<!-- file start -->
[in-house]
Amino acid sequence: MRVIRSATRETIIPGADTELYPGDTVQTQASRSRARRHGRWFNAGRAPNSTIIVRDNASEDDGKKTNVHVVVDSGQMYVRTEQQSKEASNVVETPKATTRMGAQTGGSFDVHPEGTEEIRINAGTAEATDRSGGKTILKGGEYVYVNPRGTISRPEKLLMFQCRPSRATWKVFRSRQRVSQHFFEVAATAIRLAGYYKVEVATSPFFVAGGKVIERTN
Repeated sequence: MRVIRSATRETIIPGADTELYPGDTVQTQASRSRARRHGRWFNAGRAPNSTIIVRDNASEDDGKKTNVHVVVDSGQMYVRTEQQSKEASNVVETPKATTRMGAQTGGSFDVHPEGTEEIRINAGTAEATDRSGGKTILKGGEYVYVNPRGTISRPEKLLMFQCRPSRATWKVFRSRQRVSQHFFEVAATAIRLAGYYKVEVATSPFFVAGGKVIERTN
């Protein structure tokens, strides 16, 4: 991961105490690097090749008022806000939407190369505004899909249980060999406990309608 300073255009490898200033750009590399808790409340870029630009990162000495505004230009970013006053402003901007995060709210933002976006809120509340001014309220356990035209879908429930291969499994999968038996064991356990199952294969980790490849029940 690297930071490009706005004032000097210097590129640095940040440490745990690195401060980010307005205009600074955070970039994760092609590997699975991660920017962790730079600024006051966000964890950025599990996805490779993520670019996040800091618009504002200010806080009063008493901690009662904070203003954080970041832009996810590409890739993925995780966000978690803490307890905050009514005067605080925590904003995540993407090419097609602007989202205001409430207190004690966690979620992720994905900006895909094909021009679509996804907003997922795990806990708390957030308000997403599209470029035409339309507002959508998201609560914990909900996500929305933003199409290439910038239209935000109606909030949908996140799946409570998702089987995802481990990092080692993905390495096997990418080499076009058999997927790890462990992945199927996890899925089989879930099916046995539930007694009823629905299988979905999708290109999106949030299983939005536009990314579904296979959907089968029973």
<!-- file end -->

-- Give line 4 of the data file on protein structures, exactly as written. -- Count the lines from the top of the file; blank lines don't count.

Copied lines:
């Protein structure tokens, strides 16, 4: 991961105490690097090749008022806000939407190369505004899909249980060999406990309608 300073255009490898200033750009590399808790409340870029630009990162000495505004230009970013006053402003901007995060709210933002976006809120509340001014309220356990035209879908429930291969499994999968038996064991356990199952294969980790490849029940 690297930071490009706005004032000097210097590129640095940040440490745990690195401060980010307005205009600074955070970039994760092609590997699975991660920017962790730079600024006051966000964890950025599990996805490779993520670019996040800091618009504002200010806080009063008493901690009662904070203003954080970041832009996810590409890739993925995780966000978690803490307890905050009514005067605080925590904003995540993407090419097609602007989202205001409430207190004690966690979620992720994905900006895909094909021009679509996804907003997922795990806990708390957030308000997403599209470029035409339309507002959508998201609560914990909900996500929305933003199409290439910038239209935000109606909030949908996140799946409570998702089987995802481990990092080692993905390495096997990418080499076009058999997927790890462990992945199927996890899925089989879930099916046995539930007694009823629905299988979905999708290109999106949030299983939005536009990314579904296979959907089968029973």